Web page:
Public Domain Day is here with a cache of previously copyrighted literature, film, music, and art, free for use without permission. Starting today, January 1, you can legally access, adapt, remix, and republish (depending on your jurisdiction) classics like F. Scott Fitzgerald’s The Great Gatsby, Virginia Woolf’s Mrs Dalloway, the jazz standard “Sweet Georgia Brown,” and a collection of silent films including the timely comedy Lovers in Quarantine.
These works are among thousands released in 1925, an eventful year in cultural production. They were initially slated to enter the public domain in 2001, after 75 years of copyright protection, but that changed when the 1998 Copyright Term Extension Act extended the term for another 20 years. Now, they’rethey’re finally available for creative use without fear of a lawsuit.
The copyright-free works will be available on the Internet Archive, Hathi Trust, and Google Books, which will offer the full text of the books, instead of showing only snippet views or partial previews.
The BBC’s Culture website suggested that 1925 might be “the greatest year for books ever.” In addition to Fitzgerald’s and Woolf’s masterpieces, it gave us famous works of literature like Franz Kafka’s The Trial, Ernest Hemingway’s first novel In Our Time, and Theodore Dreiser’s An American Tragedy. This year also marked the height of the Harlem Renaissance, a movement that revived and celebrated Black American art and literature, with the notable publication of Alain Locke’s foundational book The New Negro.
But not all books published in 1925 contributed positively to humanity’s cultural heritage. Adolf Hitler’s Mein Kampf is a stark case in point.
In music, 1925 was a year marked by outstanding contributions by Black American musicians like Ma Rainey, Bessie Smith (nicknamed the “Empress of the Blues”), and Duke Ellington. However, not all of these influential musicians were able to benefit from the copyright system during the copyright term. Jennifer Jenkins, director of Duke’s Center for the Study of the Public Domain, notes in a blog post that many of these musicians “were routinely excluded from the copyright system, either because of racist business-practices, legal formalities that disproportionately affected minority musicians, or unequal access to the tools of the law themselves.”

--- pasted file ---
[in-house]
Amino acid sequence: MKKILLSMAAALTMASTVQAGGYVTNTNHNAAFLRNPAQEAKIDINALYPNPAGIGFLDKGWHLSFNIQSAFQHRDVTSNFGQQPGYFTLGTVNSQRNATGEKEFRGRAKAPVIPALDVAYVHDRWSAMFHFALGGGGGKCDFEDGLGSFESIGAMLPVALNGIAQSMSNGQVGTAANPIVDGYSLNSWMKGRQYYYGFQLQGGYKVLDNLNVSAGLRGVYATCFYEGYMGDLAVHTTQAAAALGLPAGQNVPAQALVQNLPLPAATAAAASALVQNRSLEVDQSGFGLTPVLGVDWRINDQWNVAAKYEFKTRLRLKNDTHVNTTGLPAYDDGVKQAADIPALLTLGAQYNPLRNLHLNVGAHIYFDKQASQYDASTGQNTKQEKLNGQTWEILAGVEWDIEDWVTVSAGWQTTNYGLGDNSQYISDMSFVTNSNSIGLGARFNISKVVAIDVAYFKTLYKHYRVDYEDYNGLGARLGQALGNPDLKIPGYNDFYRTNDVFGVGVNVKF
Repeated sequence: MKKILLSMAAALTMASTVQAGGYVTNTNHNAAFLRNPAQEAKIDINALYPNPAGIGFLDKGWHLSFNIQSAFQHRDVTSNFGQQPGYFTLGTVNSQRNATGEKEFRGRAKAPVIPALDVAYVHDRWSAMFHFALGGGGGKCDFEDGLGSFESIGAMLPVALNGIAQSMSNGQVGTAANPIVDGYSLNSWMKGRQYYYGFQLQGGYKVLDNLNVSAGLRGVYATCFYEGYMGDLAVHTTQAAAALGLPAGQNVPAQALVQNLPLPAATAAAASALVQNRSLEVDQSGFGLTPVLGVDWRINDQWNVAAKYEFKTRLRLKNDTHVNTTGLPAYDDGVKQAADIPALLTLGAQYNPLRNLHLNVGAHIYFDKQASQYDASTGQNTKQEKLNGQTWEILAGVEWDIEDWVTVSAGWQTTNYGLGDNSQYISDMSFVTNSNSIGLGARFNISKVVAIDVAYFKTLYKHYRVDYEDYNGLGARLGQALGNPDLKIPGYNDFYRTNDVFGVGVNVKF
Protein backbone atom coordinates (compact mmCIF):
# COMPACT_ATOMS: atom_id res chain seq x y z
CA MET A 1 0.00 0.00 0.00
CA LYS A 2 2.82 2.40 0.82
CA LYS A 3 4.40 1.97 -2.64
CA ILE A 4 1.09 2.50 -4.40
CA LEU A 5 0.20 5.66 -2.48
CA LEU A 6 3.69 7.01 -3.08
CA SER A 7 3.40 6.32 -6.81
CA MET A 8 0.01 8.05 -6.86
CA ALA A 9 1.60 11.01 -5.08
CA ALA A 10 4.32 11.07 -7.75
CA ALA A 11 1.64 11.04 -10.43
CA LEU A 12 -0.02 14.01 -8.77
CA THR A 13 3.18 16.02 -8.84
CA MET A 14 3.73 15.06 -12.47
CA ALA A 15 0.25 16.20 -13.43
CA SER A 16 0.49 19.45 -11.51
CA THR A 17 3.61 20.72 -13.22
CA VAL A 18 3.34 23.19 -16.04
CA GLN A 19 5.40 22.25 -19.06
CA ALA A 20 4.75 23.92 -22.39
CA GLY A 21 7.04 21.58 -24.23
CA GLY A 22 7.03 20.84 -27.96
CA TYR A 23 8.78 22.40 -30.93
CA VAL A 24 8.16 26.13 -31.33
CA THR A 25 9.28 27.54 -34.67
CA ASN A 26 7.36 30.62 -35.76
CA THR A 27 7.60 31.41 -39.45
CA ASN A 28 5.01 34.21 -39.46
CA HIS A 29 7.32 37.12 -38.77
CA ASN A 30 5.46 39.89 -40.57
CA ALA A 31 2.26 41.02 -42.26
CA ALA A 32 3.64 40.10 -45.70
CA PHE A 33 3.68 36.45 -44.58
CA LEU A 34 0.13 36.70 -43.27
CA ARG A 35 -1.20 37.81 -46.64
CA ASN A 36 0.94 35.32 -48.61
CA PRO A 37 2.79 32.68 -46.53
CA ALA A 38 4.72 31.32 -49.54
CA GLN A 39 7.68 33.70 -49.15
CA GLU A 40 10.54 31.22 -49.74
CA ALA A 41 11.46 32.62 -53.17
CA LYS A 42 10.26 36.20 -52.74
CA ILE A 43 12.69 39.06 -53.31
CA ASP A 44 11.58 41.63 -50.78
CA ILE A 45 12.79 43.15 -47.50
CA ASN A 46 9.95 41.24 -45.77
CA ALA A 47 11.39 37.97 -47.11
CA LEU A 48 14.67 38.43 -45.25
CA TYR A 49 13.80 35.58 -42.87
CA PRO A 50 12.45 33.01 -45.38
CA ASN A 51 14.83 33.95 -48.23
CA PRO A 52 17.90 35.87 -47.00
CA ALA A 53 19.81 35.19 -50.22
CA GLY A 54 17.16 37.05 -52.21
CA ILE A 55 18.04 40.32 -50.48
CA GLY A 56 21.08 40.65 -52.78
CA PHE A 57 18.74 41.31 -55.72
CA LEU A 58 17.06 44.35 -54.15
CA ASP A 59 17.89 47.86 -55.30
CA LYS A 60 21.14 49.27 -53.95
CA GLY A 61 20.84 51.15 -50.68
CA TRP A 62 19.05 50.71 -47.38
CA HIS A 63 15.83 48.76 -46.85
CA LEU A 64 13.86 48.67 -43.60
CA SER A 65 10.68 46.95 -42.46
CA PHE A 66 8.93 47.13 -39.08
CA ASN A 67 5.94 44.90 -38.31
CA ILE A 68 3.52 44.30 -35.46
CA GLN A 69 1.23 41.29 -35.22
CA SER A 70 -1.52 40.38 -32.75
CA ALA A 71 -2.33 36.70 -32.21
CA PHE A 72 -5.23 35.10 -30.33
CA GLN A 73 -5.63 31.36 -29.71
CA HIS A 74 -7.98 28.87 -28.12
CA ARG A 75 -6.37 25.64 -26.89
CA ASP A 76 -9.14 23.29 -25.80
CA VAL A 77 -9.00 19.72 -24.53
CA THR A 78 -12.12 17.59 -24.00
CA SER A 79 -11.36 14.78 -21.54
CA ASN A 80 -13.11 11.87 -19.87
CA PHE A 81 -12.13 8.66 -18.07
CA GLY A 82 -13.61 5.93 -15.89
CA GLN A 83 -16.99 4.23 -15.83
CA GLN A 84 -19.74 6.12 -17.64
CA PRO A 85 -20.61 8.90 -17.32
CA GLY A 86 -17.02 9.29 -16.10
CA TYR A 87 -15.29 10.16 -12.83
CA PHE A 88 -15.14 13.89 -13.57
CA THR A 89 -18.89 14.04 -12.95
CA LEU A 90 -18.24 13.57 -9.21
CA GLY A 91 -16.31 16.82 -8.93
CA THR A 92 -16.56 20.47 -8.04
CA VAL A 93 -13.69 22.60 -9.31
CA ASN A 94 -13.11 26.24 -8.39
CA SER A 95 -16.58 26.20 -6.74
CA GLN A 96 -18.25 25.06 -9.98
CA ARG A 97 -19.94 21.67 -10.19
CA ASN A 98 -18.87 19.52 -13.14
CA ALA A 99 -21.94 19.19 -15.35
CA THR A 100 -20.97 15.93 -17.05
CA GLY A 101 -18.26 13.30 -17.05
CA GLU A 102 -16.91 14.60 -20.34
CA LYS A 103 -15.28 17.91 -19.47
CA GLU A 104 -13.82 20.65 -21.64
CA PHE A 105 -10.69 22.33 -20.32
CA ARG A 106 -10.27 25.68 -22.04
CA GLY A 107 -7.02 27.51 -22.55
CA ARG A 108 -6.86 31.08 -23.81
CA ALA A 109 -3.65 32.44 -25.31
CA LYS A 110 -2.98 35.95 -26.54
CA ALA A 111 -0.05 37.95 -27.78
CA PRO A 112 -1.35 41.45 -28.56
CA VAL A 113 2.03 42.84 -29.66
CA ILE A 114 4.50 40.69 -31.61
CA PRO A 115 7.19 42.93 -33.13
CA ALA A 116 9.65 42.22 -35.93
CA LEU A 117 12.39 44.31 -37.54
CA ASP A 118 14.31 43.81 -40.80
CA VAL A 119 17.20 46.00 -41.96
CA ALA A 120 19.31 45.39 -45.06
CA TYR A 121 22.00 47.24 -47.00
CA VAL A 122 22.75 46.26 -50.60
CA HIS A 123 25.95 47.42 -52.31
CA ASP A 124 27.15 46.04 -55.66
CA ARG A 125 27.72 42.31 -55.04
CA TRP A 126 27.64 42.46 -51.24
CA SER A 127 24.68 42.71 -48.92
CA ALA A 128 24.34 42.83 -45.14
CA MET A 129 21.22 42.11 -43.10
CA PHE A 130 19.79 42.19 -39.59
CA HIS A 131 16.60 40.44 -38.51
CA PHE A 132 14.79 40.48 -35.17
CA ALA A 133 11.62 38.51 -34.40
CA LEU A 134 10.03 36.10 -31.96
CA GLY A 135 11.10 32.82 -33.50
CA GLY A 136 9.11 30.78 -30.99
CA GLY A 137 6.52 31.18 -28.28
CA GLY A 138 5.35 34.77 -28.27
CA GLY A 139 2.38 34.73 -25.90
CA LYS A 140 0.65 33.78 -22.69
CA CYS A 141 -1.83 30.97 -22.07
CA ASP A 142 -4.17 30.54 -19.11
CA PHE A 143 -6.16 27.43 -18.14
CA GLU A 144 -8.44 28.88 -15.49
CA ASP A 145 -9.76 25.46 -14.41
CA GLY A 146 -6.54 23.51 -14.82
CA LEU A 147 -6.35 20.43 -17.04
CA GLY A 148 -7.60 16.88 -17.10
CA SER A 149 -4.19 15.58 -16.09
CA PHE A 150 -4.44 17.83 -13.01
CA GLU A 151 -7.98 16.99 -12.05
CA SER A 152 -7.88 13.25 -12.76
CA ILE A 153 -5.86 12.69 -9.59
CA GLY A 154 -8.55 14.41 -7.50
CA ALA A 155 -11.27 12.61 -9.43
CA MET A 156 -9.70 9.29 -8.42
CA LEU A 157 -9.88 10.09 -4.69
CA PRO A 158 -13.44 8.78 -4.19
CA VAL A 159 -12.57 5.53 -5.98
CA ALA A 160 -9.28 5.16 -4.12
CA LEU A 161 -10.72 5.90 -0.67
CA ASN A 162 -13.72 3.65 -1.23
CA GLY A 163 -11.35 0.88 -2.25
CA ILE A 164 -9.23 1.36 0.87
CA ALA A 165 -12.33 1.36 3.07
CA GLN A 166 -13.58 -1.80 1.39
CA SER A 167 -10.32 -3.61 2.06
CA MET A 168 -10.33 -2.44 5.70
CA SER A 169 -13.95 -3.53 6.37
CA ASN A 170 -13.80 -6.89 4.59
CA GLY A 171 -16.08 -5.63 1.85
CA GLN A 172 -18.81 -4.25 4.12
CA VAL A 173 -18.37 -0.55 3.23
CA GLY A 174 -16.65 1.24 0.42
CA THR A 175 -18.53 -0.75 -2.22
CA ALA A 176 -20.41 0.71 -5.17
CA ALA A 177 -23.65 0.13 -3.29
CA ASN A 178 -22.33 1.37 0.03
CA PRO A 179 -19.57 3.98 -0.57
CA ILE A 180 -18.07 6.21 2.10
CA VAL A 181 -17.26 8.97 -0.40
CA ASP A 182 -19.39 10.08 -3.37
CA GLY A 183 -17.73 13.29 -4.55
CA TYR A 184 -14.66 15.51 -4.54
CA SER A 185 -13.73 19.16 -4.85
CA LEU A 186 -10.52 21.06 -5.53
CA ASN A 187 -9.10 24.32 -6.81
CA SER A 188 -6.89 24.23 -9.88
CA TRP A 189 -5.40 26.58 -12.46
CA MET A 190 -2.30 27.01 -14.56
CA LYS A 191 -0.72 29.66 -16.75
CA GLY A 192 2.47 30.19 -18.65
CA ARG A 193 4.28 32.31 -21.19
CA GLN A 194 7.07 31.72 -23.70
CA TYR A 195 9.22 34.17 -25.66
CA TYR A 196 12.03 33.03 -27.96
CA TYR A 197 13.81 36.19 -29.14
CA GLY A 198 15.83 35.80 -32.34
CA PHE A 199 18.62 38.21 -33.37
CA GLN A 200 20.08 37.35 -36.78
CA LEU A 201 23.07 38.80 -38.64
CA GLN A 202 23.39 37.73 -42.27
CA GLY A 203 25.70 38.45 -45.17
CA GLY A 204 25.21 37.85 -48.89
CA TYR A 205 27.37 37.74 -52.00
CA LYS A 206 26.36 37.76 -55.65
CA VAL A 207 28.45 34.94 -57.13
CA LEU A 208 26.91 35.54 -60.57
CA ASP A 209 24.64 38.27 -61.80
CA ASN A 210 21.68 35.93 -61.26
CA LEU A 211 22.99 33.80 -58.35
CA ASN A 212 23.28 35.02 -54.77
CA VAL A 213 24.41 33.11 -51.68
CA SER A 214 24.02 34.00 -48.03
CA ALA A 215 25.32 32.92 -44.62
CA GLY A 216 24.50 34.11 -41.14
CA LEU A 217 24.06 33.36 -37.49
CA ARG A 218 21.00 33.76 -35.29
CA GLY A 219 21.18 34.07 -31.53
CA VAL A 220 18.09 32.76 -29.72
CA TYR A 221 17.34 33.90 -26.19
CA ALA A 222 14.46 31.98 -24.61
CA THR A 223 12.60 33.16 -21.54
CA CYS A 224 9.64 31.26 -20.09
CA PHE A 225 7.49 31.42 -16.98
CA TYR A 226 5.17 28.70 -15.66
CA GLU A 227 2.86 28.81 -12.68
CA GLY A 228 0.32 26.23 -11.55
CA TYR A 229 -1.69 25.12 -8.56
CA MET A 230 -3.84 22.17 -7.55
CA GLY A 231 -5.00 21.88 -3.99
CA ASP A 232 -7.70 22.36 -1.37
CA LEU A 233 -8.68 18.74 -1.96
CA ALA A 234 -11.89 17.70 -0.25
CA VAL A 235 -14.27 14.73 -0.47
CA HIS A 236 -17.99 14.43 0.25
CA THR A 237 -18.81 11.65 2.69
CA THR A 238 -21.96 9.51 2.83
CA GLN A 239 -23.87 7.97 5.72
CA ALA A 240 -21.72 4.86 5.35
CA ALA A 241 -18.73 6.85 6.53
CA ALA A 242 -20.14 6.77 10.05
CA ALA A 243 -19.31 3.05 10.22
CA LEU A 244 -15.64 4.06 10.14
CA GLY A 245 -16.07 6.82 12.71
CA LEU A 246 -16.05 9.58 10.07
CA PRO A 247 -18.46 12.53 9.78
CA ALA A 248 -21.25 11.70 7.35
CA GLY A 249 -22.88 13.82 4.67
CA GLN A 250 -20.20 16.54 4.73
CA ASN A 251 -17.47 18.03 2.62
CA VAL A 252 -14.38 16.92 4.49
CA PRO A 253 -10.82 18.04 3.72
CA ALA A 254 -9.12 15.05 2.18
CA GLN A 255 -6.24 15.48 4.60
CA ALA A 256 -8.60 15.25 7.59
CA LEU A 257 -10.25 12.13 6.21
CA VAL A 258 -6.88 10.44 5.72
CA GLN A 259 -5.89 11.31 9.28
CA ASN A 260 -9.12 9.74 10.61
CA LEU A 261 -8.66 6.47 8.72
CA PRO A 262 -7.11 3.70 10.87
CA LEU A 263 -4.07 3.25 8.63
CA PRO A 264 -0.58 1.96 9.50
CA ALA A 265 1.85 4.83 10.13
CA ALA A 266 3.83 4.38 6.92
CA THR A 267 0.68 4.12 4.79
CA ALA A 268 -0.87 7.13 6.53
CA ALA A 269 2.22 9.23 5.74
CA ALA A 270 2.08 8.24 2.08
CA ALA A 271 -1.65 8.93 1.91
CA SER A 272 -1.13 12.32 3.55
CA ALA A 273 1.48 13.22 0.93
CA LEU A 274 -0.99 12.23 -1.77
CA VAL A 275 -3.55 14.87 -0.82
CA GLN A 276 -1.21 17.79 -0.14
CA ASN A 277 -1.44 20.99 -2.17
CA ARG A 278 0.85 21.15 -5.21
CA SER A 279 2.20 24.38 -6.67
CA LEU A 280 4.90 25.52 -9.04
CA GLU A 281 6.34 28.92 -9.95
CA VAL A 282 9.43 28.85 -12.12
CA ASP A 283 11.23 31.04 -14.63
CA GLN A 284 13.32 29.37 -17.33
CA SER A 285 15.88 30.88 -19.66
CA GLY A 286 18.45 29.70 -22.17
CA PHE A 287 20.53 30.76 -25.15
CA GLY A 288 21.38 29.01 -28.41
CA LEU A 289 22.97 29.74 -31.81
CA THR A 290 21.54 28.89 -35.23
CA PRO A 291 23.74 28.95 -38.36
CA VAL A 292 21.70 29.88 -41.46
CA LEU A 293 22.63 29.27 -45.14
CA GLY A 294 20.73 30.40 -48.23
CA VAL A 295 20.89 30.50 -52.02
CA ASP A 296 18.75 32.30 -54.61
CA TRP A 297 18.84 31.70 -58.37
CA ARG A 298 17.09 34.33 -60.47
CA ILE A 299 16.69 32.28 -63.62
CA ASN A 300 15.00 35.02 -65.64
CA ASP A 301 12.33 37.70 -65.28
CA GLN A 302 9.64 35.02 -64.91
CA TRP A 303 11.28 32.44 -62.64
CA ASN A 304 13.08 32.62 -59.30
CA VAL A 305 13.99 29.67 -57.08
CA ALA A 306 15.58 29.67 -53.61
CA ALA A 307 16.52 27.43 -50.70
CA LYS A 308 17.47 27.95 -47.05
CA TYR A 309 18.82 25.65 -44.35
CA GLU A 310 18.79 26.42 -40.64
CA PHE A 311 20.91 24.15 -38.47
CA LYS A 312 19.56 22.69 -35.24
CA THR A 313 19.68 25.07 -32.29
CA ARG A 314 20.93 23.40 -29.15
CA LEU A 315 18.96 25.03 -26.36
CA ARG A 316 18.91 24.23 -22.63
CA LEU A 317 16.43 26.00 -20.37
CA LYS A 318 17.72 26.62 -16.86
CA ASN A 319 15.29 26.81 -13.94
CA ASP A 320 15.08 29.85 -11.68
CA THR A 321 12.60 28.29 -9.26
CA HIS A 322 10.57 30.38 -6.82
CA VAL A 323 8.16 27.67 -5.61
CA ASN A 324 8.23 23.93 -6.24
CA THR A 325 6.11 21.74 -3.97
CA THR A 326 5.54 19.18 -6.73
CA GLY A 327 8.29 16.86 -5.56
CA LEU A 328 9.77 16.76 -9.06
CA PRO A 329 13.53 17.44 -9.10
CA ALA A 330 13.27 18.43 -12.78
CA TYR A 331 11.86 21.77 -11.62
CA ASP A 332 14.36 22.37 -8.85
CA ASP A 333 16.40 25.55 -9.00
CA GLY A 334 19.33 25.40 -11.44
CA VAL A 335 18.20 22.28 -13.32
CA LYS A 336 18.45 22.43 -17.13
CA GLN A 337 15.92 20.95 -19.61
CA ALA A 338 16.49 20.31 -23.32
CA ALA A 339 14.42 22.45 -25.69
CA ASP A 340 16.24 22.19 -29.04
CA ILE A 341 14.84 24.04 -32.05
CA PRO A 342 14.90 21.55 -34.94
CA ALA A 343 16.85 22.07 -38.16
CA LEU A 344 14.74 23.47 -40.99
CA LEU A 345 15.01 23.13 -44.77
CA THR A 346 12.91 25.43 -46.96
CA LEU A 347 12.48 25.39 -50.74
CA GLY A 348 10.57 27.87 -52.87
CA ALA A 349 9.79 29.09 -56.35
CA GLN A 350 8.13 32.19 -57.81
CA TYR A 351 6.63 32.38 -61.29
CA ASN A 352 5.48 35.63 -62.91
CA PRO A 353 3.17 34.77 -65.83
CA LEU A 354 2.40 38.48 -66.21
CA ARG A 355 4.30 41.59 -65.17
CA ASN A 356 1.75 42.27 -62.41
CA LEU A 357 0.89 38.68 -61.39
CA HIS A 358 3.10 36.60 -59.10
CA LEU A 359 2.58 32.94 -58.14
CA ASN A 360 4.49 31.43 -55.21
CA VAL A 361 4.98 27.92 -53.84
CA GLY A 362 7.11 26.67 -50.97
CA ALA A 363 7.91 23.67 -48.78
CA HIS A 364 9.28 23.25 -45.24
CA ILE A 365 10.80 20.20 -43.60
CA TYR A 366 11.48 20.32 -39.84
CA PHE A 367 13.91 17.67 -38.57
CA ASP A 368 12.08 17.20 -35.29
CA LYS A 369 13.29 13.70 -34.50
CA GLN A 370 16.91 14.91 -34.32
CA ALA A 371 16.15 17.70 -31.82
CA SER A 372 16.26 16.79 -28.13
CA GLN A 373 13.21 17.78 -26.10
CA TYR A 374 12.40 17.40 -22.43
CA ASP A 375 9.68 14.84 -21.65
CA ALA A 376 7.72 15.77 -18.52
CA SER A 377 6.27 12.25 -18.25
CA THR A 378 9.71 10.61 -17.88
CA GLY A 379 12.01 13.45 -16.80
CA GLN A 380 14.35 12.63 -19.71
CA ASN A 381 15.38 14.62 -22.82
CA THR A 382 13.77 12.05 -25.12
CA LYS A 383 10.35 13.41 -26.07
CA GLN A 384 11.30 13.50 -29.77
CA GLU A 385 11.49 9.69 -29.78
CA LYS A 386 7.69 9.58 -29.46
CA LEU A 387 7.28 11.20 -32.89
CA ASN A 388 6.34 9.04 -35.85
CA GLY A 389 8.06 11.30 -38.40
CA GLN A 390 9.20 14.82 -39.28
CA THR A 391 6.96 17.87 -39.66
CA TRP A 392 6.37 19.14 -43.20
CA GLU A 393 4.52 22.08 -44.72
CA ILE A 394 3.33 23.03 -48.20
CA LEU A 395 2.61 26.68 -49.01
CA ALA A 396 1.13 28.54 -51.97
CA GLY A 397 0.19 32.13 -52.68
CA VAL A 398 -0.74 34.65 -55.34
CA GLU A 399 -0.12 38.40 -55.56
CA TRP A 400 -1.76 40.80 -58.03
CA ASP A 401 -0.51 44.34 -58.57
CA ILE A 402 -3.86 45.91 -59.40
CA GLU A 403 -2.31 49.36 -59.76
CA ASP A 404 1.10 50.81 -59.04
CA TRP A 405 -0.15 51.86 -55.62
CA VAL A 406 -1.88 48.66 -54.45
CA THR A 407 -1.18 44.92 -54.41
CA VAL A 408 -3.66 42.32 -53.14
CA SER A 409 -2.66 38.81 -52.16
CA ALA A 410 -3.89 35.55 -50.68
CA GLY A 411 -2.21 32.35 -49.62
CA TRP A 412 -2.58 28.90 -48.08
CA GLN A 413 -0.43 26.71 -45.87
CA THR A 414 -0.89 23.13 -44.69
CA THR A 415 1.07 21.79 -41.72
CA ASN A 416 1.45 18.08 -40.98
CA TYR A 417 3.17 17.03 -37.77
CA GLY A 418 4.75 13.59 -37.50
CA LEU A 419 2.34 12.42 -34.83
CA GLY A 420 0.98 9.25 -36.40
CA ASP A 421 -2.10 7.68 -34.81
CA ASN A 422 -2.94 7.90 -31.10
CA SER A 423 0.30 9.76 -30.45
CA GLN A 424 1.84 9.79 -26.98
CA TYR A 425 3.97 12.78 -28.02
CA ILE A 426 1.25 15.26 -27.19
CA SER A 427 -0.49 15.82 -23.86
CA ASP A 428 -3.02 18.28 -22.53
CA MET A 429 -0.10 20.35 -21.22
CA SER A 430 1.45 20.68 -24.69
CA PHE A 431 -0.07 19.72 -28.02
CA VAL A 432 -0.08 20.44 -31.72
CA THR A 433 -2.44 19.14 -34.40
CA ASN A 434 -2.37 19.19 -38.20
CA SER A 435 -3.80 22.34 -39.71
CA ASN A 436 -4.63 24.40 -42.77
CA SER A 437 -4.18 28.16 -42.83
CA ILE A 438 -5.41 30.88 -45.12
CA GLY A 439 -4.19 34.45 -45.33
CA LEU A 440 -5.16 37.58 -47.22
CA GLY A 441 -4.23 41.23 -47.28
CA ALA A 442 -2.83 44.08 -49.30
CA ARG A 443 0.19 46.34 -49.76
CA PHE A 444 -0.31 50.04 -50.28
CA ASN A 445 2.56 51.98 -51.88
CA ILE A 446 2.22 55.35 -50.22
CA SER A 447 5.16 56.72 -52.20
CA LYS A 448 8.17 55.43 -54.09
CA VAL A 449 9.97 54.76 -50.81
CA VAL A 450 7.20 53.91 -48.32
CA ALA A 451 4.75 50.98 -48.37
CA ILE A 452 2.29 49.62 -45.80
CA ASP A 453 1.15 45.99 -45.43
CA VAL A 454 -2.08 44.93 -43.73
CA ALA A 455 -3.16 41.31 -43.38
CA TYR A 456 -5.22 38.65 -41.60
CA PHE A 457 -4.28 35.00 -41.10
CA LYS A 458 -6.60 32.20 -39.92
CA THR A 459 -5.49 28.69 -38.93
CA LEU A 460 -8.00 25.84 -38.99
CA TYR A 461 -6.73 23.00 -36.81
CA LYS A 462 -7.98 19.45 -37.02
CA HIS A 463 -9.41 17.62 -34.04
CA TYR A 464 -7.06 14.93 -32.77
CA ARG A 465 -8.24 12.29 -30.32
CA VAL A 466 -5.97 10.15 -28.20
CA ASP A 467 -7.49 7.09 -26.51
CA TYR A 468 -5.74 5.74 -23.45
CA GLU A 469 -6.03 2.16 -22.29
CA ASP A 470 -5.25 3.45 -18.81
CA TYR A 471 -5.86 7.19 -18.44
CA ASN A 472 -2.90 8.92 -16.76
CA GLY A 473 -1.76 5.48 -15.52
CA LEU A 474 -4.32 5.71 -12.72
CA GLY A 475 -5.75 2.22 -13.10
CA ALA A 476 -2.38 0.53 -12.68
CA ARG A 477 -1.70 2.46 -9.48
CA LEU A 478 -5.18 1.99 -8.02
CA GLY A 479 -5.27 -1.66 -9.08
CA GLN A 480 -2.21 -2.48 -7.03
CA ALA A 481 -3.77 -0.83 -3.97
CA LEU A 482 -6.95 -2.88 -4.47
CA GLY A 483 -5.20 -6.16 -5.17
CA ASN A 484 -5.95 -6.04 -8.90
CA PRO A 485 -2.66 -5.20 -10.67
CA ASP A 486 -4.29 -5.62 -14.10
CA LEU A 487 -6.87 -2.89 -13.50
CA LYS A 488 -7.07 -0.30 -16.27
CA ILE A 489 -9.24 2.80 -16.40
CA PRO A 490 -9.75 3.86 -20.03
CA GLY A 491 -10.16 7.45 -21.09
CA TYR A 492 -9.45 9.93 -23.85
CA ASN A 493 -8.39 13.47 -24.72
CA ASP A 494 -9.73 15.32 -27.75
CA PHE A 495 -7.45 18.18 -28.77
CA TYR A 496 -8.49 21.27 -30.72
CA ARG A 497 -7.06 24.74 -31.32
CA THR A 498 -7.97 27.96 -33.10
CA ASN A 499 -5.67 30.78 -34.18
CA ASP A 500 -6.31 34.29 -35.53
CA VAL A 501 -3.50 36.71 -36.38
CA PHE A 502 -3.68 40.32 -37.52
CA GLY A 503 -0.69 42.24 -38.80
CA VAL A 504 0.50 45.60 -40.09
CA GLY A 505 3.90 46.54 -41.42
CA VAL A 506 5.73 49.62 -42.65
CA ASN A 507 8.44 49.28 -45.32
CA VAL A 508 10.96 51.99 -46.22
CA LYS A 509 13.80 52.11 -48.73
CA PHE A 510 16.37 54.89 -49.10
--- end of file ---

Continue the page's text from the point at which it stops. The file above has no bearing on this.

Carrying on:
“Many never received credit or compensation for their songs,” Jenkins writes, noting that artists like Rainey, Smith, and Ellington were of the few whose work was actually attributed to them. However, receiving credit did not necessarily mean that these artists were fairly compensated for their work.
“Discrimination, segregation, lopsided contracts, and an exclusionary music business deprived many of these musicians—Jelly Roll Morton, Bessie Smith, and others—of the full payment their work so richly deserved,” Jenkins adds.
See a selection of the works of literature, film, and music that entered the public domain this year:
- F. Scott Fitzgerald, The Great Gatsby
- Virginia Woolf, Mrs. Dalloway